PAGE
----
And the third one? We'll, we'd all be a lot healthier, so we might be able to cut down on NHS costs and thereby not have to face the 'choices' which are currently being debated in that other area of public life.

    There again, it might be too obvious.

  57. At 02:56 PM on 30 Oct 2006, Fearless Fred wrote:

    Excuse me, Davros (50) but how far away is too far away? What if there ARE no houses near where you work? You say: "If there aren't any buses, that's usually because there are too many motorists who have opted not to use public transport, so the services have been degraded through lack of use." I agree. However, it doesn't address that fact that without a public transport framework, there is often no alternative to using the car. We need the alternative methods of travel to be available before we can use them. There's no point standing waiting for a bus if there is no bus to catch...

    May I be so bold as to ask roughly where you live? How far is it from your house to your place of work? How do you make this journey? How do you get your shopping?

  58. At 03:05 PM on 30 Oct 2006, Piper wrote:

    Hey Guys,

    When you get a spare moment give this a try. I can't believe it works... Only took a couple of minutes.

    This is amazing, their database must be enormous.

    I found my school photograph really quickly! And the hairstyle...

    http://www.worldschoolphotographs.com

  59. At 03:08 PM on 30 Oct 2006, Dr Hackenbush wrote:

    Davros,

    Can you remind us of the Daleks’ environmental policies?

  60. At 03:15 PM on 30 Oct 2006, Davros wrote:

    Fearless, I walk. Or rather, I glide along in my Dalek chair. Our environmental policy?
    We are the supreme beings of the universe, all resistance will be exterminated.

  61. At 03:34 PM on 30 Oct 2006, Piper wrote:

    ... if I might say so Davros (60) ... you put forward a well considered, environmental and energy effective, compelling response... A tad conservative for my own tastes but...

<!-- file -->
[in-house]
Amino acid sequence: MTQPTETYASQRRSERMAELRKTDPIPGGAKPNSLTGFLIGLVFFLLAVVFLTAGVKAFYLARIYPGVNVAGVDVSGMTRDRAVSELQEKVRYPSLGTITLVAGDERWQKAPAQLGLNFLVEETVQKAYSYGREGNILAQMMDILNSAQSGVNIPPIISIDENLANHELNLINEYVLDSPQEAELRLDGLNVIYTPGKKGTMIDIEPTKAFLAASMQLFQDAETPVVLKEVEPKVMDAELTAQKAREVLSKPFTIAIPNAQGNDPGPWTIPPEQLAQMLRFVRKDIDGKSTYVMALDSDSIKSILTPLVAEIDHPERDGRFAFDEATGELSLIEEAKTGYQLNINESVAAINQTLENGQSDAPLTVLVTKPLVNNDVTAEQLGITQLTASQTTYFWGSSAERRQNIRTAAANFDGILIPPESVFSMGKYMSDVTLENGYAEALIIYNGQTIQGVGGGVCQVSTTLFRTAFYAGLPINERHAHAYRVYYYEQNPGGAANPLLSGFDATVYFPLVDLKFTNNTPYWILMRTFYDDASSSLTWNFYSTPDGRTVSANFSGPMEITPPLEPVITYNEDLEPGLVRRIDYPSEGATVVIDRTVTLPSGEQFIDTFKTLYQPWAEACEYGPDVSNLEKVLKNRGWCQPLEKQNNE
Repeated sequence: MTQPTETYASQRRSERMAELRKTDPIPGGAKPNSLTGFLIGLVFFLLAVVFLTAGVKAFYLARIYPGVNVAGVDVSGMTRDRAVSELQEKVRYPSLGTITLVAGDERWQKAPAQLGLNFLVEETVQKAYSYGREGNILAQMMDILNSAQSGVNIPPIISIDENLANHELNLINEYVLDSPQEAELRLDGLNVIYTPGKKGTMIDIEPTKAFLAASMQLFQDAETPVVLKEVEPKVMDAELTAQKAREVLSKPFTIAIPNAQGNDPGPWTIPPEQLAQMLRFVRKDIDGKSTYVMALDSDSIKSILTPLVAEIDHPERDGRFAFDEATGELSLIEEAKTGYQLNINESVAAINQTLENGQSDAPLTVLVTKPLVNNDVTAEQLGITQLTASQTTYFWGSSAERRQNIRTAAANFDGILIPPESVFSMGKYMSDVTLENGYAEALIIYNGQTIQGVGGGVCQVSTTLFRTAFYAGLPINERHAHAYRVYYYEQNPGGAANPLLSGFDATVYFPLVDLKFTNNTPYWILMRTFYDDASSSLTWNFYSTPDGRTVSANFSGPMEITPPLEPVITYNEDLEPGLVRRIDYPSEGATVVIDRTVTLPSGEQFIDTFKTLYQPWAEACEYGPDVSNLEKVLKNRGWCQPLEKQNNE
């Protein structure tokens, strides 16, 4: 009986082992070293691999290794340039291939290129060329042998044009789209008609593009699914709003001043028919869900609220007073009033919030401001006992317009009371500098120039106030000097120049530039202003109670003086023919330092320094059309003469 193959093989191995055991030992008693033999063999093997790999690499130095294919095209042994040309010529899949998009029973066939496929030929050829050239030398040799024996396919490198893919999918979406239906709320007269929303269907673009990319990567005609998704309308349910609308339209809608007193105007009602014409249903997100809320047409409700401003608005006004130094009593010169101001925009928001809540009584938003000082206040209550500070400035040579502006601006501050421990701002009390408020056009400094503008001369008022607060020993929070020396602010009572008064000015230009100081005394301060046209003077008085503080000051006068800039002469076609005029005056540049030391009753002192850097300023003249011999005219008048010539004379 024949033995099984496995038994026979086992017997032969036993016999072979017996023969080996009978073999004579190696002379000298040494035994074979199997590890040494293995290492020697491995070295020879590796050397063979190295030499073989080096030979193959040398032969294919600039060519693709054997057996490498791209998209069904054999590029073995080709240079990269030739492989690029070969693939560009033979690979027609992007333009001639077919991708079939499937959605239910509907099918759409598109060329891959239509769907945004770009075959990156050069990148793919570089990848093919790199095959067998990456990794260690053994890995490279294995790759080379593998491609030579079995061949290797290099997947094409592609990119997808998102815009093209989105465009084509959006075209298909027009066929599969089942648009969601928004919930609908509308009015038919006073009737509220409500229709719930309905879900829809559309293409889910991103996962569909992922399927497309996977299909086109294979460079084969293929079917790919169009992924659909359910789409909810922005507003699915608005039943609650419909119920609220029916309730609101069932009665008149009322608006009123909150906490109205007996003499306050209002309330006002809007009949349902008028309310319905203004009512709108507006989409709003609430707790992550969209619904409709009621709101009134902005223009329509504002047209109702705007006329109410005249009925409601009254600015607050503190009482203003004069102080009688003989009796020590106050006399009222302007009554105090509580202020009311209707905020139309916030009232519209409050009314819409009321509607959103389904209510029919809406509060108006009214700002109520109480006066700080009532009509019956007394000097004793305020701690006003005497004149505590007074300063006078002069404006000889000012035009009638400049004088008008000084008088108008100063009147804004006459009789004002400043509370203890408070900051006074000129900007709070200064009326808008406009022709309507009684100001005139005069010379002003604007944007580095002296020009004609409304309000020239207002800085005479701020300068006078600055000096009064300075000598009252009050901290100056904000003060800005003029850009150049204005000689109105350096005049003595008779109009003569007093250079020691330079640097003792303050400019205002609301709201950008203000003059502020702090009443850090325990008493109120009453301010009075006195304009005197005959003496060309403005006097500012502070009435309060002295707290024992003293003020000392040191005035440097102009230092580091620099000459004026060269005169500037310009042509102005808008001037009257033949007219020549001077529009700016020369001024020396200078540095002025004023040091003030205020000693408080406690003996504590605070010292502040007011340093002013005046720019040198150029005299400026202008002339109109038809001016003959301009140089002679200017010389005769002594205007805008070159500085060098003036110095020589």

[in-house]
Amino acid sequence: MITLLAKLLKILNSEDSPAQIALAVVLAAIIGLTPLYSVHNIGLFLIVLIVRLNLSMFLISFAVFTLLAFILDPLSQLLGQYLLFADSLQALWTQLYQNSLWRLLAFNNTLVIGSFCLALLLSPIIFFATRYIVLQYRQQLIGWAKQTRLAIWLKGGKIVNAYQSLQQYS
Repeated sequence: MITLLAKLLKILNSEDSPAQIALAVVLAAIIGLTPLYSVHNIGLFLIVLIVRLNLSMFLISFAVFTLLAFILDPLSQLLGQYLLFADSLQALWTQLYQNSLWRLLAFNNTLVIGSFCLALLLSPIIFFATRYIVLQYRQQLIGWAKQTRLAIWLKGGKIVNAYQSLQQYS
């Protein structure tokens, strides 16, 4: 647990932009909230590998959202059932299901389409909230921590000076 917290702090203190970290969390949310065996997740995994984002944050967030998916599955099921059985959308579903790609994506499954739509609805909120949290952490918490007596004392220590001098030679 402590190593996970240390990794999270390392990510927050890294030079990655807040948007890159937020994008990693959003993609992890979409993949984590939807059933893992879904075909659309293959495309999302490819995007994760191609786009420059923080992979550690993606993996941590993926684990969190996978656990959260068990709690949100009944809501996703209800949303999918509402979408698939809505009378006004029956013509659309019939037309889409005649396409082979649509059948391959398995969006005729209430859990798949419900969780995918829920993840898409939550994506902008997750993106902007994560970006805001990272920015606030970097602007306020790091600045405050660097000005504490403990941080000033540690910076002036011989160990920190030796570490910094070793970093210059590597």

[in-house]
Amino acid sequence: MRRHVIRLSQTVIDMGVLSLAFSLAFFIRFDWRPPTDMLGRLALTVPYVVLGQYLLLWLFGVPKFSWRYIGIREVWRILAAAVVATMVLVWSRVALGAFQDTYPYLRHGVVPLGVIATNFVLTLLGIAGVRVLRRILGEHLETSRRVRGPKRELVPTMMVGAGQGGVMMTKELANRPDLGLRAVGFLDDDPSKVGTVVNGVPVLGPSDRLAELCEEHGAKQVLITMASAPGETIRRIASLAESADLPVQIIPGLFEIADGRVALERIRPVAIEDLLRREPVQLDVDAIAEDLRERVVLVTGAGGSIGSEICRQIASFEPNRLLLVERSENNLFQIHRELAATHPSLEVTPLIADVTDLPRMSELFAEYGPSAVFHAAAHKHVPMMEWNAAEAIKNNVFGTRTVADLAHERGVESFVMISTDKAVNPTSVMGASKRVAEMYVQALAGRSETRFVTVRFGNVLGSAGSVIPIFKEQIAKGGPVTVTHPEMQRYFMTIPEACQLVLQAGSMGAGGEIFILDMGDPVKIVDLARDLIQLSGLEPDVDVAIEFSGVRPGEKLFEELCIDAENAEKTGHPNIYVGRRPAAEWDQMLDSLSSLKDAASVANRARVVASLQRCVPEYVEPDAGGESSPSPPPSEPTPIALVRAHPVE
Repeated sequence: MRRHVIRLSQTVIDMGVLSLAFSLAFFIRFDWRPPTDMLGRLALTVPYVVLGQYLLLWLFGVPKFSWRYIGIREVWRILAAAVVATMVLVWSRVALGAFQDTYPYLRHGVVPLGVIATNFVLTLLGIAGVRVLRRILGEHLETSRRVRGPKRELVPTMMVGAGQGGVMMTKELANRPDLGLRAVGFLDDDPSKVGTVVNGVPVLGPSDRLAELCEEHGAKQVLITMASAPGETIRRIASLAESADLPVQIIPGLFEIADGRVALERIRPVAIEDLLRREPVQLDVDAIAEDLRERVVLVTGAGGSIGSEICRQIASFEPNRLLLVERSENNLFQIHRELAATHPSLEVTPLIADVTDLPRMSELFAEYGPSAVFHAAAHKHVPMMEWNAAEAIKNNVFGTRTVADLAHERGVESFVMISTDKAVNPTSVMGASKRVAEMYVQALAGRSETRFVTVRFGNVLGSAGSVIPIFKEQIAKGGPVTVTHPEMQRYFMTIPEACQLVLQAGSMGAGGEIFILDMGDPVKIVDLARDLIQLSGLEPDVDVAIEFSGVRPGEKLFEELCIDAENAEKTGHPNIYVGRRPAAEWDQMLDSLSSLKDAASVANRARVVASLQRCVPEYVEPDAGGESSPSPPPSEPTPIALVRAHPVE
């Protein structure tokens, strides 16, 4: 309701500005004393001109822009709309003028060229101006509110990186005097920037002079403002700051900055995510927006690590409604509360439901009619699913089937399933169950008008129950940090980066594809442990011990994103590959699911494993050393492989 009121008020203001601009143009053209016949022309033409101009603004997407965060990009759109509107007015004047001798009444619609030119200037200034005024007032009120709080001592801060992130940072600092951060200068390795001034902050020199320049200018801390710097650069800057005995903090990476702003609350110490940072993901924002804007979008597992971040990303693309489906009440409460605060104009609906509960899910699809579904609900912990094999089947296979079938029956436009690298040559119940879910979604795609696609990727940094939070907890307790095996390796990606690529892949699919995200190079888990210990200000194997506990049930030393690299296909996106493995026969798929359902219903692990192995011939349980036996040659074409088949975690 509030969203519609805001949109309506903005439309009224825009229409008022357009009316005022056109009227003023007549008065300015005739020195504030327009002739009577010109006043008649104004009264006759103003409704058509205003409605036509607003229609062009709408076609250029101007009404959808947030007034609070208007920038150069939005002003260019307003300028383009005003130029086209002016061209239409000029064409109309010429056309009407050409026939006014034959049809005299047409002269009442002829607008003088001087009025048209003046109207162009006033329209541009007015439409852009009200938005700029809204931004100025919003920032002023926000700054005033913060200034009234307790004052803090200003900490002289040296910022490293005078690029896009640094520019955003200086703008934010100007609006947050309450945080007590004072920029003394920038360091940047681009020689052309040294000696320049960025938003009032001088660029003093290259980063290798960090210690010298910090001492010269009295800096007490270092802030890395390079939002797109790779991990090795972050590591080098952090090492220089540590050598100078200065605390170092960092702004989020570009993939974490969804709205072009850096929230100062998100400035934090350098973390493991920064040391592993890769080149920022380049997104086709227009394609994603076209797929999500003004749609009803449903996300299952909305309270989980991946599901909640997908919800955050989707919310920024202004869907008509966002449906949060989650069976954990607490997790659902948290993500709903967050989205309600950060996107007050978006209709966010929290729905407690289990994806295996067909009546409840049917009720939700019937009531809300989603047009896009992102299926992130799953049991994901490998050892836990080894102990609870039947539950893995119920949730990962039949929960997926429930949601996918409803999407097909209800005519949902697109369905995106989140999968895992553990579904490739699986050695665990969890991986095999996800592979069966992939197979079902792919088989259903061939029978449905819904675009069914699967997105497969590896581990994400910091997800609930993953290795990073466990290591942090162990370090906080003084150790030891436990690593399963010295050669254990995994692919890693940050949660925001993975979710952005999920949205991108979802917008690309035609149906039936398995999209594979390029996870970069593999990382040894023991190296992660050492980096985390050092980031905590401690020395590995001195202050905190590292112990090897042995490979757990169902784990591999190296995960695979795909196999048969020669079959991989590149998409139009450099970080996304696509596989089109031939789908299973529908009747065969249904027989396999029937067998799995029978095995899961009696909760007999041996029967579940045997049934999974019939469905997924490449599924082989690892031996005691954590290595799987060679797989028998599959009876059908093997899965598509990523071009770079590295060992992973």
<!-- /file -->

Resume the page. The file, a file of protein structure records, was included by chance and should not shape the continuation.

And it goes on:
62. At 03:40 PM on 30 Oct 2006, Deepthought (formerly John W) wrote:

    Davros (50),

    So you want everyone to move closer to work. On a business park? Industrial estates? Out of town shopping centre? Nuclear reactor? Would you want to live around one of those?

    Many of these places do not have sufficient housing required around them. You therefore appear to advocate that all businesses move and become the minor hubs of residential areas, where everyone works for company x lives around it. Small shops etc. open to service those who work for company x. It's happened before, around coal mines. Then the coal mines closed. Or take Longbridge

    I'm not defending the status quo, nor car use, but in starting from where we are now, telling people to move closer to work is a non-starter. What of two earners in one house, whose jobs are in different directions?

  63. At 03:43 PM on 30 Oct 2006, Big Sister wrote:

    Oh Piper - Like you I was truly amazed to find that old image of me on your weblink.

    The others don't know what they're missing.

    Great!

  64. At 03:43 PM on 30 Oct 2006, Dr Hackenbush wrote:

    Comment Submission Error. Your comment submission failed for the following reasons:

    In an effort to curb malicious comment posting by abusive users, I’ve enabled a feature that requires a weblog commenter to wait a short amount of time before being able to post again. Please try to post your comment again in a short while. Thanks for your patience.


    ^There are Daleks in the system again.

  65. At 03:44 PM on 30 Oct 2006, Robbiedo wrote:

    Piper

    Absolutely brilliant!

    A pretty awful day at work and you managed to make me laugh out loud.

  66. At 03:48 PM on 30 Oct 2006, jonnie wrote: